The 12 1/2″ Ryobi thickness planer was recently released and I was lucky enough to receive one from team Ryobi to evaluate. The timing was good as I had recently gone back to a local Amish shed builder and restocked my supply of rough cut hemlock boards. They are all 6″ x 1″ full dimension rough cut boards. I have found a number of uses for these thick boards, and have primarily used them in their rough cut form. I was in need of some smooth boards though, as I needed a larger table top for set up at our local farmers market. Five boards planed smooth on one side and two portable saw horses later, I was in business. The table is ready, the vegetables are ripe and we’re ready to go! So let’s take a quick look at the new 12.5″ Ryobi thickness planer.
Ryobi’s 12 1/2″ planer is a substantial tool. There are no worries about this tool walking on you during operation. It features handy fold down tables that stabilize the work piece on both the in feed and out feed sides. My previous planer had removable tables that complicated storage and were fussy to set up and get aligned with the base of the tool. kudos to Ryobi on this clever design feature.
Ryobi Thickness Planer and the Big Switch
The on/off switch is oversized and conveniently placed. The size allows for easy access for starting the tool as well as a large easy to hit target in the event of the need for a rapid shutdown. The piece being planed should always be carefully inspected for any foreign objects before being introduced into the tool, but sometimes even careful inspection can fail to find bits of a nail or screw in old wood. In the event of such an issue, rapid shutdown can minimize damage to the blades and workpiece. The switch is also equipped with a removable tab. Removing this tab will disable the switch, preventing accidental or unwanted starts.
Easy to Read Scale
One of my favorite features on the Ryobi thickness planer was the large, easy to read thickness scale. With both imperial and metric scales displayed as well as precise increments, the tool is easy to set up for desired thickness. As I get older and my visual acuity fades I really appreciate large bold print. The scale on the Ryobi planer fills the bill and is pretty foolproof.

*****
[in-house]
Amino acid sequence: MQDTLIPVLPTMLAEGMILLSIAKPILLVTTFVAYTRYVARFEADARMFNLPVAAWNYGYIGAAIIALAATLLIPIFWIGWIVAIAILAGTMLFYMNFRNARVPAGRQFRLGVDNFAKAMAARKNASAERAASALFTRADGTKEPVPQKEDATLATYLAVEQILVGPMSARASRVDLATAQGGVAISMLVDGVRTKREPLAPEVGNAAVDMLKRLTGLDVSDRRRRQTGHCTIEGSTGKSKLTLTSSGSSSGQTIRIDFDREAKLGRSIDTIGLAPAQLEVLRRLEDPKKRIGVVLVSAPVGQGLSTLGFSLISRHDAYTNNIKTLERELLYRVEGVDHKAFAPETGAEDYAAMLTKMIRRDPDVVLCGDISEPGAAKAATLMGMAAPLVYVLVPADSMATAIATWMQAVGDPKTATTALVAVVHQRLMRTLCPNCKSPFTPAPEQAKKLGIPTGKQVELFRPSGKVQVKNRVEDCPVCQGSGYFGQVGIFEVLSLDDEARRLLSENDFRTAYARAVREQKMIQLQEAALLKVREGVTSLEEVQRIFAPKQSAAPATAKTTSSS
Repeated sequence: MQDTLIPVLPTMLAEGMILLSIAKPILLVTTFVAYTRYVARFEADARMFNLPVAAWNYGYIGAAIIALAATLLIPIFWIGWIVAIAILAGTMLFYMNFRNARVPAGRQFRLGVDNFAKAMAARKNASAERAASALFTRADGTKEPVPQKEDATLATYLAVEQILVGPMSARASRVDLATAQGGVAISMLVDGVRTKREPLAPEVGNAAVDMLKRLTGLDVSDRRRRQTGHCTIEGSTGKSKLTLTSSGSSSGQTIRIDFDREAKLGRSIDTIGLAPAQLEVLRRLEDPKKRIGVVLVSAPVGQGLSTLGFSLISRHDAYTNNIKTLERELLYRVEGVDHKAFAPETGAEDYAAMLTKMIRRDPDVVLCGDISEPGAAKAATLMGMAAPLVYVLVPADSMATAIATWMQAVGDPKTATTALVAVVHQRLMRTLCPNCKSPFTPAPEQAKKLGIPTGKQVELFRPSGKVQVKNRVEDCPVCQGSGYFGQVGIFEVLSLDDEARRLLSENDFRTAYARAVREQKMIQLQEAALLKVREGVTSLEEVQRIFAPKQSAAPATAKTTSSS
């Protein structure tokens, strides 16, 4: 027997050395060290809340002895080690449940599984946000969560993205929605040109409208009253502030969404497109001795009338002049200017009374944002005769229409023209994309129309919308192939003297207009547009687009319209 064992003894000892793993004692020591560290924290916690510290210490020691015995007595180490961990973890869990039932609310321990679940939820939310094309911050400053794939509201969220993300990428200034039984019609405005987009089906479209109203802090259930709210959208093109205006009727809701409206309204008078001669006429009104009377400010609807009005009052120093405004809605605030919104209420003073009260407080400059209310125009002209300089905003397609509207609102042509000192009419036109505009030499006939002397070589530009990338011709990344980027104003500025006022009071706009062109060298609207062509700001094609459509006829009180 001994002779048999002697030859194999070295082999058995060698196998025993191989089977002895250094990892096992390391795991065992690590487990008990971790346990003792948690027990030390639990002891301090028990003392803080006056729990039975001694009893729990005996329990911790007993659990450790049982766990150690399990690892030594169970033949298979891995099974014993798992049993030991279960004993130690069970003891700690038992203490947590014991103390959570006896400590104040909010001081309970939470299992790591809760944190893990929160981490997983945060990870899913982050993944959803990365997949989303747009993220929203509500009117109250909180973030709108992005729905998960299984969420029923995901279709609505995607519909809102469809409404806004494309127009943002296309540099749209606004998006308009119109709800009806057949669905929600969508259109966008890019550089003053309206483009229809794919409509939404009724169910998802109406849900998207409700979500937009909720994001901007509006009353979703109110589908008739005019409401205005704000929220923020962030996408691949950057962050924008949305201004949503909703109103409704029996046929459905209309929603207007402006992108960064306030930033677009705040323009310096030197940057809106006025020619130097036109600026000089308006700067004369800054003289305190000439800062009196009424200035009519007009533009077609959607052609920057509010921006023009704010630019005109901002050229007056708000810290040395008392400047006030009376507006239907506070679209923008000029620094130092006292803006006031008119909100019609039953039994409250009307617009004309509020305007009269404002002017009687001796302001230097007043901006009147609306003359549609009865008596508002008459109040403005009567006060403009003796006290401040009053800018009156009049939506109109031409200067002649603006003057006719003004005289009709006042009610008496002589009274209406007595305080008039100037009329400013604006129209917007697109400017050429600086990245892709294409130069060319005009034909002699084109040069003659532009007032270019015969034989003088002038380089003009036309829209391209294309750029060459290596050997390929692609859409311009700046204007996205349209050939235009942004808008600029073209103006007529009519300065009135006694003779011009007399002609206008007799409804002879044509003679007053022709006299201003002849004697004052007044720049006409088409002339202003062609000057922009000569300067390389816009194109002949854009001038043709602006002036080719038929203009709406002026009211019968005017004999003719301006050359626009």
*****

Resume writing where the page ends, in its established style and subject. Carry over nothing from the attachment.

Powerful 15amp Motor
The large knobby crank at the top of the tool is used to move the cutter head up and down. The cutter head features a powerful 15 amp motor which allows for smooth cuts on the stock being planed. I was planing air dried hemlock boards which didn’t present any challenge for this tool. Thanks to the combination of the motor that powers the tool and the in feed and out feed tables, I never experienced any snipe when starting or finishing a board. The cutting head moves smoothly on four columns that provide additional stability and accuracy.
Ryobi Planer Dust Collection
The Ryobi thickness planer is equipped with a removable dust collection port. It is sized to be compatible with most central dust collection systems. I was using mine out in the driveway and was able to adapt the port to my shop vac with a bit of duct tape. Planing operations produce a large volume of chips and dust, so dust collection is essential. I did note that you need to be sure to clear the collection manifold after each board as otherwise the chips can back up and plug up the port, which results in chips being ejected from the cutting opening. Once I started clearing the manifold regularly I did not experience any further problems.
Planing for Good Results
As with any planer, proper set up is necessary to achieve good results. Supporting the stock to be planed is important, leveling the support to the in feed and out feed tables will help to eliminate snipe and cupping, which can ruin expensive stock, especially if the stock is already cut to working length. It’s also important to sneak up on the desired thickness. It is good practice to find the thickest point on the stock and set the planer up to remove a 1/16th” of an inch, even if that means you have to manually feed the board until it engages the high spot. Naturally, you’ll want to follow all manufacturer safety recommendations to keep anything but your board from getting close to the cutters. Continue to lower the cutter head in small increments until you reach the desired thickness or surface finish if thickness is not a factor.
Overall Impressions on the Ryobi Thickness Planer
I was pleased with the performance of the Ryobi 12 1/2″ thickness planer. The 6″ thickness capacity should be sufficient for almost any application and the 12 1/2″ width is standard for planers in this class. The 15 amp motor proved to be plenty powerful. I experienced no stalling when running stock through at the proper settings. As with any thickness planer, setup is a significant factor in achieving good results. Properly aligning the stock to be planed with the cutter head is also important, especially when working with wider stock. I was pleased to be able to replace my older planer with this new model from Ryobi, it’s easy to set thickness and has plenty of power for anything I would throw at it.
Using rough cut lumber available locally, I was able to make a credible table top for our booth at the farmers market for $10.
The Ryobi Thickness Planer (Model AP1305) is available for well under $400.